Trump-Clinton Presidential Debate Analysis Using IBM Watson Tool

Hillary Clinton, Donald Trump

Have our presidential candidates reached a new low? (Getty)

If it’s any consolation for election-weary voters, presidential debates since Richard Nixon’s days were far more civil, according to a computer scientist’s study.

A University of Missouri computer science professor analyzed the three presidential debates between Donald Trump and Hillary Clinton with IBM Watson’s tone analysis tool, according to the Maneater, University of Missouri’s paper. Dale Musser wanted to show journalism students how to report using the service, which analyzes text for common emotions, language style and social tendencies.

While Musser cautioned that the tool analyzes text out of context and cannot pick up subtleties like sarcasm, he said it may help people reevaluate speeches. He incorporated the Watson tool into his Debate Analyzer application, and the results seemingly confirm why this may be the worst election ever: political discourse has become far less civil.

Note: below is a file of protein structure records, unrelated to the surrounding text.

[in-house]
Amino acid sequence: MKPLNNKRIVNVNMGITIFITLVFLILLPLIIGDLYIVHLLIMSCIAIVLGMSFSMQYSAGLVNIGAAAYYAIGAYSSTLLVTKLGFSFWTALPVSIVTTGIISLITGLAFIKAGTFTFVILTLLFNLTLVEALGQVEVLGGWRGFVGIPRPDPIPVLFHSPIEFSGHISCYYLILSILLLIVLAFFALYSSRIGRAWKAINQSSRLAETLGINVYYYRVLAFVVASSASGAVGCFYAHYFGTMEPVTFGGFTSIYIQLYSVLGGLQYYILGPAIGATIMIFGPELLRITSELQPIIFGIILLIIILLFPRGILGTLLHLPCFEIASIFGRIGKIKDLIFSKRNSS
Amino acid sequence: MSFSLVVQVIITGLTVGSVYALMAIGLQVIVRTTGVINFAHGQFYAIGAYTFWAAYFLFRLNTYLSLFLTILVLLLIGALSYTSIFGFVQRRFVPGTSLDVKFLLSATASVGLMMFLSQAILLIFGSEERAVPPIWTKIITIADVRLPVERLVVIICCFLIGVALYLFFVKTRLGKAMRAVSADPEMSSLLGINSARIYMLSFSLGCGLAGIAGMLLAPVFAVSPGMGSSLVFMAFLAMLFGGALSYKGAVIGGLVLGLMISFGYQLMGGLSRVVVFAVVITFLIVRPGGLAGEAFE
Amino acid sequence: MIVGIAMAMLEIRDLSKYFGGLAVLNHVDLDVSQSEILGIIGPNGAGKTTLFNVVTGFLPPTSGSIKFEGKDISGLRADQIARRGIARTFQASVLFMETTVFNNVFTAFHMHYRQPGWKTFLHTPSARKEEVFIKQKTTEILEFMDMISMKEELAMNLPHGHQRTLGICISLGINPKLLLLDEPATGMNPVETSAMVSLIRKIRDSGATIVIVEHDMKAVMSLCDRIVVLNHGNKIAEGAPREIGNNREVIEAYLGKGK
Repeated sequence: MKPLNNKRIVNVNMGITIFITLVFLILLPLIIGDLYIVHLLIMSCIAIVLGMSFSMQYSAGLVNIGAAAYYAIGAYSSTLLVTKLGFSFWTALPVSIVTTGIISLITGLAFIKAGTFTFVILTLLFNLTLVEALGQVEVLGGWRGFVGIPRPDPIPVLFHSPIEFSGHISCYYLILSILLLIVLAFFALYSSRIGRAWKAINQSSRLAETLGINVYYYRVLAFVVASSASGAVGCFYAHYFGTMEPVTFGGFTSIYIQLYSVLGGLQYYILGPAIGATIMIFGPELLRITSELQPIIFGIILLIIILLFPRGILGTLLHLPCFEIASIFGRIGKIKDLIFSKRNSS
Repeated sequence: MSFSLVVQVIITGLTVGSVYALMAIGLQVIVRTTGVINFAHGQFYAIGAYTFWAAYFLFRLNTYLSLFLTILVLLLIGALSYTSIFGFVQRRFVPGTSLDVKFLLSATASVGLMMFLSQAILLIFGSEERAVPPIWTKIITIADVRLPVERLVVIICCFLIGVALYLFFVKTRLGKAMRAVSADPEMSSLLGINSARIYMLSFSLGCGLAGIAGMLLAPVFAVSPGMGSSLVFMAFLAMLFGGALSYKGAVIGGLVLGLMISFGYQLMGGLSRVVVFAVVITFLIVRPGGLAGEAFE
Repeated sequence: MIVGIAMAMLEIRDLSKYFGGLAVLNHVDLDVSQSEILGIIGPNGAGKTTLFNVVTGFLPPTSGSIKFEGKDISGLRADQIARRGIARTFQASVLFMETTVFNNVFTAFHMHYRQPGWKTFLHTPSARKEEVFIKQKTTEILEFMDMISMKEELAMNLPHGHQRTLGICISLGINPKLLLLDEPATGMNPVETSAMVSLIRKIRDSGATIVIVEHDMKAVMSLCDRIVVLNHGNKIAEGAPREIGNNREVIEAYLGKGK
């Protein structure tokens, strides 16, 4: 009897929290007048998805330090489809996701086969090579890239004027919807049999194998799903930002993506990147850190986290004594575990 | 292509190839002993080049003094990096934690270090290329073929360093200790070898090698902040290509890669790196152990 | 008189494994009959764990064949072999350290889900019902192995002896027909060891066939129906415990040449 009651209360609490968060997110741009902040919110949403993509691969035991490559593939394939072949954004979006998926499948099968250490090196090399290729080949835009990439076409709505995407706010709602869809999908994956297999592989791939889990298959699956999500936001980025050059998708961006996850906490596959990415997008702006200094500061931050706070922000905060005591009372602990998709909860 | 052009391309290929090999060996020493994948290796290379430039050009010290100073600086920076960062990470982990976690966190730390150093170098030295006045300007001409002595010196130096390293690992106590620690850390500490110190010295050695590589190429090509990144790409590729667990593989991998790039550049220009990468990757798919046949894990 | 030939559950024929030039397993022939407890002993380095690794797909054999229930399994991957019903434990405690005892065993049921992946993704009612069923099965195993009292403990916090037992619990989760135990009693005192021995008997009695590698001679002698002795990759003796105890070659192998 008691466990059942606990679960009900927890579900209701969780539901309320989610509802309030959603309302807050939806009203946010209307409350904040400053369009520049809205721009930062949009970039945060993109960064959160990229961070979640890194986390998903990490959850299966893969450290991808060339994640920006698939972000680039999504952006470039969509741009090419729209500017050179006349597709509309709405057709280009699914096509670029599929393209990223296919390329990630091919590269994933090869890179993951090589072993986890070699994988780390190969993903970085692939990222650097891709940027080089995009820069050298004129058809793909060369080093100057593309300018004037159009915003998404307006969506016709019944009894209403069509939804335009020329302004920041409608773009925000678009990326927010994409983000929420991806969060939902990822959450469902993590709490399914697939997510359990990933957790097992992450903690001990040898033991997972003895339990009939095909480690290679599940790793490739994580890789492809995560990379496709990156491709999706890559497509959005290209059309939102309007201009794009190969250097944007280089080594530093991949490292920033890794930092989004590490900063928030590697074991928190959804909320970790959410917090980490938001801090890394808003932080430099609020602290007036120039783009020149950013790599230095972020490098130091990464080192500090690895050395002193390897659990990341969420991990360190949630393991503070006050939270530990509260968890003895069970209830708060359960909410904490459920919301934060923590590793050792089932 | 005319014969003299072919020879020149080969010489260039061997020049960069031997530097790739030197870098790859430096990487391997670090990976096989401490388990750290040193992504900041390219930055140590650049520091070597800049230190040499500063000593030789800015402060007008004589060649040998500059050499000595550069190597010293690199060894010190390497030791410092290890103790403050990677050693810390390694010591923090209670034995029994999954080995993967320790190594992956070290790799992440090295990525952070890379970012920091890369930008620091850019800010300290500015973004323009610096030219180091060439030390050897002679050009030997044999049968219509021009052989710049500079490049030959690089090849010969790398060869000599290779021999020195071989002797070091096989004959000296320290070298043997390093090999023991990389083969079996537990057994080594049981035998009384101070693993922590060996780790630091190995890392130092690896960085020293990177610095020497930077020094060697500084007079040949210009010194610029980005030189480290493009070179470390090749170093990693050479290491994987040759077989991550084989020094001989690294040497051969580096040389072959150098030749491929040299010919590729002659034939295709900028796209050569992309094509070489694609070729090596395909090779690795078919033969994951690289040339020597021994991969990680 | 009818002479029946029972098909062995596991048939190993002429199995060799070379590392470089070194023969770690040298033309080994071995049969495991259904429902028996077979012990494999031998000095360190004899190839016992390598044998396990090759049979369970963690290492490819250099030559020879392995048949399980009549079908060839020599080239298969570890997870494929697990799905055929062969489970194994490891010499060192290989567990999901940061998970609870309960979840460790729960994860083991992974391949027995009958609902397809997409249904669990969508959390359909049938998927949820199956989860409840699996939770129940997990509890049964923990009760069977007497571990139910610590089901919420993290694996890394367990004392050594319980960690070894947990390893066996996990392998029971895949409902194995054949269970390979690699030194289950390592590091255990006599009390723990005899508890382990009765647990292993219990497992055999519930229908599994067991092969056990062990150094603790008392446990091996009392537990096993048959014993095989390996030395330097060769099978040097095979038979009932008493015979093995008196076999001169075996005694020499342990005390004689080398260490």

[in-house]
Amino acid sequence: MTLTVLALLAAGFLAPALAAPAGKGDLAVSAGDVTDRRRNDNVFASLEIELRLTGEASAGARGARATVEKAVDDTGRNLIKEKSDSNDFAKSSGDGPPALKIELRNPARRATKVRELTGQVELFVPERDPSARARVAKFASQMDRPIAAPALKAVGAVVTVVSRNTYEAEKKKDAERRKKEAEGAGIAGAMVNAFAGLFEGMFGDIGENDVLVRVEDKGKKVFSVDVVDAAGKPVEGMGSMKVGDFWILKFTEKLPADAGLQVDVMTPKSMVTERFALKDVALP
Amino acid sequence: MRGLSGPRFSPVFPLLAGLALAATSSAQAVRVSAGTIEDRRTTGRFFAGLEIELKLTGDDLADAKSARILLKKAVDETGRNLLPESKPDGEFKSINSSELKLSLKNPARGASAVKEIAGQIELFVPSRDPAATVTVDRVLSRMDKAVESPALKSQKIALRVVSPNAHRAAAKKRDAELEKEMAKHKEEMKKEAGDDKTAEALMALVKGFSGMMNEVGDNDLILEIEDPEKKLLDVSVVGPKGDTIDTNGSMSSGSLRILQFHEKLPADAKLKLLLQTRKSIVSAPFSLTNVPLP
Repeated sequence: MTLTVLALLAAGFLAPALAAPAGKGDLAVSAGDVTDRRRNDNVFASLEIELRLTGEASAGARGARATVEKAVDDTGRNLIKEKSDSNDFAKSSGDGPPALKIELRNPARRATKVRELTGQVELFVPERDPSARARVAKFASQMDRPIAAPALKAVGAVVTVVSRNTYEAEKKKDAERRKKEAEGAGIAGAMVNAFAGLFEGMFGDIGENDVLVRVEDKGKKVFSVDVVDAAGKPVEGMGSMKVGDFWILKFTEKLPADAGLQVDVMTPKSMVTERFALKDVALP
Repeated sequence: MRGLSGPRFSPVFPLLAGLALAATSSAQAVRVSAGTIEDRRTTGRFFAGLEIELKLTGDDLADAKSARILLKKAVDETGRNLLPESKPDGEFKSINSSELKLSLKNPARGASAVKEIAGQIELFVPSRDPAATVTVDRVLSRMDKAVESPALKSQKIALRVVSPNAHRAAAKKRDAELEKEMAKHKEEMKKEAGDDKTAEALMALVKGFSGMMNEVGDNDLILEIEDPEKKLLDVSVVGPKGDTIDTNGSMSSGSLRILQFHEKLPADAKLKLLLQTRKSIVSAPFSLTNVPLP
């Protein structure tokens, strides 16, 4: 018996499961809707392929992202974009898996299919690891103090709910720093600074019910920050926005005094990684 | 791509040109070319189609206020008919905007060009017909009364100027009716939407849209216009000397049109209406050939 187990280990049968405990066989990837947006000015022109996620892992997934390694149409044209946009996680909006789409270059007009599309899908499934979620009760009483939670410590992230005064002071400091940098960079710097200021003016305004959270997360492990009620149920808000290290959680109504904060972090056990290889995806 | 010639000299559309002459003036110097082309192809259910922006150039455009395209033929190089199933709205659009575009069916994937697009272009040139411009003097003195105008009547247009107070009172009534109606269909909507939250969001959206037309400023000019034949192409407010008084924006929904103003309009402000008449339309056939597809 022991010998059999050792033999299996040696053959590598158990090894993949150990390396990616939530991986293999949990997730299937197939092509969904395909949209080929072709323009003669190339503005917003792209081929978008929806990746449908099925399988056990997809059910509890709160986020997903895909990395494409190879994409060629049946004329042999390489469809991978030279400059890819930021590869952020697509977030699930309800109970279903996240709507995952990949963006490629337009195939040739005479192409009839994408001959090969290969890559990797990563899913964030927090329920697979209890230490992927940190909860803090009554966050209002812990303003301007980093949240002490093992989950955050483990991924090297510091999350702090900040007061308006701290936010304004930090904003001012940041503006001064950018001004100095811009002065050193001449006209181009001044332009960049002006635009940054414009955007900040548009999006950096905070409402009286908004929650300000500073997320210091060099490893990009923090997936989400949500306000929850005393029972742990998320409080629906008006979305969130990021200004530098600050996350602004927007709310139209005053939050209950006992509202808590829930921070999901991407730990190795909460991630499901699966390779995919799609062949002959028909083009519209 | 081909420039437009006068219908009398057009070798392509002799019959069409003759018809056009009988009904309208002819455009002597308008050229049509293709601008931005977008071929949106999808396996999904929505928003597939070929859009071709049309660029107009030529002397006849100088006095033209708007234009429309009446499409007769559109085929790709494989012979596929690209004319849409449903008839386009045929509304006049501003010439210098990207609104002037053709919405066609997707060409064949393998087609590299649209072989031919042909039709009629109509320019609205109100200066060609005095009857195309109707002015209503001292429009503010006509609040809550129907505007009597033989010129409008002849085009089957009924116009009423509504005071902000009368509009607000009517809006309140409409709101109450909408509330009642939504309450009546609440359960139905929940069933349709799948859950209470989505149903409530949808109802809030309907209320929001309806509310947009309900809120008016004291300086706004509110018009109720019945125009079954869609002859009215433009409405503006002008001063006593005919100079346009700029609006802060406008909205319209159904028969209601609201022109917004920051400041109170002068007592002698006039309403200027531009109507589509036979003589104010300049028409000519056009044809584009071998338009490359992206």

Debate Analyzer Dale Musser

This year’s presidential debates include many interruptions (

Musser compared the three 2016 presidential debates to three presidential debates dating back to 1960 and revealed some startling discrepancies. The fourth presidential debate between John F Kennedy and Richard Nixon had 21 candidate statements while the first presidential debate between Clinton and Trump had 219 statements. Following eight minute opening statements in the 1960 October 21 debate, there were no interruptions from either candidate, according to the transcript.

Even the third presidential debate between John McCain and Barack Obama had 41 statements less than Clinton-Trump’s lowest.

“If you look at the text … they are long blocks of continuous, coherent thought. And you put that up beside today and you’re like, ‘These are not the same.’ They are not even close to each other in terms of experience,” Musser told The Maneater. “This was civil discourse, and this is uncivil discourse, as I see it,” Musser said.

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